Collatinus, together with his father-in-law, Spurius Lucretius Tricipitinus,
and his companions, Lucius Junius Brutus and Publius Valerius, swore an
oath to expel the king and his family from Rome.
As Tribune of the Celeres, Brutus was head of the king's personal bodyguard,
and entitled to summon the Roman comitia. This he did, and by recounting
the various grievances of the people, the king's abuses of power, and by
inflaming public sentiment with the tale of the rape of Lucretia, Brutus
persuaded the comitia to revoke the king's imperium and send him into exile.
Tullia fled the city in fear of the mob, while Sextus Tarquinius, his deed
revealed, fled to Gabii, where he hoped for the protection of the Roman
garrison. However, his previous conduct there had made him many enemies,
and he was soon assassinated. In place of the king, the comitia centuriata
resolved to elect two consuls to hold power jointly. Lucretius, the
prefect of the city, presided over the election of the first consuls, Brutus
When word of the uprising reached the king, Tarquin abandoned Ardea, and
sought support from his allies in Etruria. The cities of Veii and
Tarquinii sent contingents to join the king's army, and he prepared to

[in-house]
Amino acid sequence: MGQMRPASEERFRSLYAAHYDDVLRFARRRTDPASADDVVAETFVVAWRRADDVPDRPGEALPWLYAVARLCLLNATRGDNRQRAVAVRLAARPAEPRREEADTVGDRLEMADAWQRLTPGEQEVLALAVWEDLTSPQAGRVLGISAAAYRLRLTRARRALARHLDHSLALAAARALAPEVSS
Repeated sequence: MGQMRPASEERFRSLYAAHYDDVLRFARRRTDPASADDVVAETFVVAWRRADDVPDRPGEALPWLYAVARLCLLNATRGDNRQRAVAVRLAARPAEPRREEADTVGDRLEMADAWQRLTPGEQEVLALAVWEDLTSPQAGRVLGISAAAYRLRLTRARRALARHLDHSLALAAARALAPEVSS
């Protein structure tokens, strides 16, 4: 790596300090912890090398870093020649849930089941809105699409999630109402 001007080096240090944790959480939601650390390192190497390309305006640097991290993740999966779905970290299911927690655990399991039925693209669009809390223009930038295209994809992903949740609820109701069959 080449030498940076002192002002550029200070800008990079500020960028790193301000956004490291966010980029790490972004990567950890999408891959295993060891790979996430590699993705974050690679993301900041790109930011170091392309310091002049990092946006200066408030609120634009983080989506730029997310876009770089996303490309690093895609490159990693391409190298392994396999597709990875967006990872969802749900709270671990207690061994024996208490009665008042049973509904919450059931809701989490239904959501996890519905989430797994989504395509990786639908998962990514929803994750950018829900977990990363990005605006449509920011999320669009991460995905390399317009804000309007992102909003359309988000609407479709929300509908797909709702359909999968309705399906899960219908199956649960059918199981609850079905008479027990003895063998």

march upon Rome. Brutus, meanwhile, prepared a force to meet the
returning army. In a surprising reversal, Brutus demanded that his
colleague, Collatinus, resign the consulship and go into exile, because
he bore the hated name of Tarquinius. Stunned by this betrayal, Collatinus
complied, and his father-in-law was chosen to succeed him.
Meanwhile, the king sent ambassadors to the senate, ostensibly to request
the return of his personal property, but in reality to subvert a number
of Rome's leading men. When this plot was discovered, those found
guilty were put to death by the consuls. Brutus was forced to condemn
to death his two sons, Titus and Tiberius, who had taken part in the conspiracy.
Leaving Lucretius in charge of the city, Brutus departed to meet the king
upon the field of battle. At the Battle of Silva Arsia, the Romans
won a hard-fought victory over the king and his Etruscan allies.
Each side sustained painful losses; the consul Brutus and his cousin, Arruns
Tarquinius, fell in battle against each other.
After this failure, Tarquin turned to Lars Porsena, the king of Clusium.
Porsena's march on Rome and the valiant defense of the Romans achieved
legendary status, giving rise to the story of Horatius at the bridge, and